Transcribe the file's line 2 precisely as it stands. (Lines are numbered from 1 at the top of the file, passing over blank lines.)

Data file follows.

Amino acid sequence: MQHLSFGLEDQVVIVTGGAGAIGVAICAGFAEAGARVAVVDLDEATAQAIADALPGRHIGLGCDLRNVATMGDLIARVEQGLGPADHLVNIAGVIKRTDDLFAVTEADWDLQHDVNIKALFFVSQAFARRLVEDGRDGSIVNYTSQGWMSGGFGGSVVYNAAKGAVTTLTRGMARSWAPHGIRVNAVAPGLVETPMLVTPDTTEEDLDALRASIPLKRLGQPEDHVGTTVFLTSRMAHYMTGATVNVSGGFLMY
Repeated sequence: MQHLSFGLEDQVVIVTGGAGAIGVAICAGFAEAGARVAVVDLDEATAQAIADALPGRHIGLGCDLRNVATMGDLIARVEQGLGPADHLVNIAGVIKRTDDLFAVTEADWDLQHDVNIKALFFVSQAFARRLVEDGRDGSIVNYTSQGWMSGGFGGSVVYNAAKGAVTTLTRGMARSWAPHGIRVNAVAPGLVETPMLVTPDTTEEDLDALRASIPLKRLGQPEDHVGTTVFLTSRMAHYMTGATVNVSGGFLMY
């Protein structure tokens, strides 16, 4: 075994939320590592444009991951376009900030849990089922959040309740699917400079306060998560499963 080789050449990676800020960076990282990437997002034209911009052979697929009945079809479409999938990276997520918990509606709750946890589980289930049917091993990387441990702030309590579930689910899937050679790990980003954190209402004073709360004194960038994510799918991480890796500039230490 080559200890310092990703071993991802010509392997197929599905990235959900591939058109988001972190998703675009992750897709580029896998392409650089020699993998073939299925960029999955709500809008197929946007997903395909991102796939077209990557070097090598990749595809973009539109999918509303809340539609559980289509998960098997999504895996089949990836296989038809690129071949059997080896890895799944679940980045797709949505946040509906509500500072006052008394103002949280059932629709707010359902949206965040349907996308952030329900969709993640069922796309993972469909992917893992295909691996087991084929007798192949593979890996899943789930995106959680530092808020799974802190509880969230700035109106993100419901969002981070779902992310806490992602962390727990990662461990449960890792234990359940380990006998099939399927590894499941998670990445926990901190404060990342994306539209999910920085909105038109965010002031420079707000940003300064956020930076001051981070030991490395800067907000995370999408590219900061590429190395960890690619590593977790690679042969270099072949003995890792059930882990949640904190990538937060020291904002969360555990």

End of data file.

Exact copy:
Repeated sequence: MQHLSFGLEDQVVIVTGGAGAIGVAICAGFAEAGARVAVVDLDEATAQAIADALPGRHIGLGCDLRNVATMGDLIARVEQGLGPADHLVNIAGVIKRTDDLFAVTEADWDLQHDVNIKALFFVSQAFARRLVEDGRDGSIVNYTSQGWMSGGFGGSVVYNAAKGAVTTLTRGMARSWAPHGIRVNAVAPGLVETPMLVTPDTTEEDLDALRASIPLKRLGQPEDHVGTTVFLTSRMAHYMTGATVNVSGGFLMY